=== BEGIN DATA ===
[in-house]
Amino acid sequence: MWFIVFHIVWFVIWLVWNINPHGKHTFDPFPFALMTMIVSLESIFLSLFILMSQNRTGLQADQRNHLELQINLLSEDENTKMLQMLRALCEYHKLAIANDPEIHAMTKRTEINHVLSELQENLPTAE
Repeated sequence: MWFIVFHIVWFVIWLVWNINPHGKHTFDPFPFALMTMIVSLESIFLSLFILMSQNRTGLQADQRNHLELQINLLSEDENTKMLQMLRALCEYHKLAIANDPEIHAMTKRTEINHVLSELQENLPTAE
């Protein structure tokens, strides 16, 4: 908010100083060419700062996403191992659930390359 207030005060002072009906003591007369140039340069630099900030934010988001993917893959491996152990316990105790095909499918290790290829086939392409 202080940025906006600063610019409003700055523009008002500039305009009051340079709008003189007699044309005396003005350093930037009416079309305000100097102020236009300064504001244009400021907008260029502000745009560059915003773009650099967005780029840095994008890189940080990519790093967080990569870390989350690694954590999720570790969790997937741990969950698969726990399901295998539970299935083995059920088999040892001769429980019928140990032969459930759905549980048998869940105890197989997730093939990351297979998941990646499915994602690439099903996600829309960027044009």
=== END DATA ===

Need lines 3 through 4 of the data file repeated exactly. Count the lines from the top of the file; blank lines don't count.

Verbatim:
Repeated sequence: MWFIVFHIVWFVIWLVWNINPHGKHTFDPFPFALMTMIVSLESIFLSLFILMSQNRTGLQADQRNHLELQINLLSEDENTKMLQMLRALCEYHKLAIANDPEIHAMTKRTEINHVLSELQENLPTAE
């Protein structure tokens, strides 16, 4: 908010100083060419700062996403191992659930390359 207030005060002072009906003591007369140039340069630099900030934010988001993917893959491996152990316990105790095909499918290790290829086939392409 202080940025906006600063610019409003700055523009008002500039305009009051340079709008003189007699044309005396003005350093930037009416079309305000100097102020236009300064504001244009400021907008260029502000745009560059915003773009650099967005780029840095994008890189940080990519790093967080990569870390989350690694954590999720570790969790997937741990969950698969726990399901295998539970299935083995059920088999040892001769429980019928140990032969459930759905549980048998869940105890197989997730093939990351297979998941990646499915994602690439099903996600829309960027044009």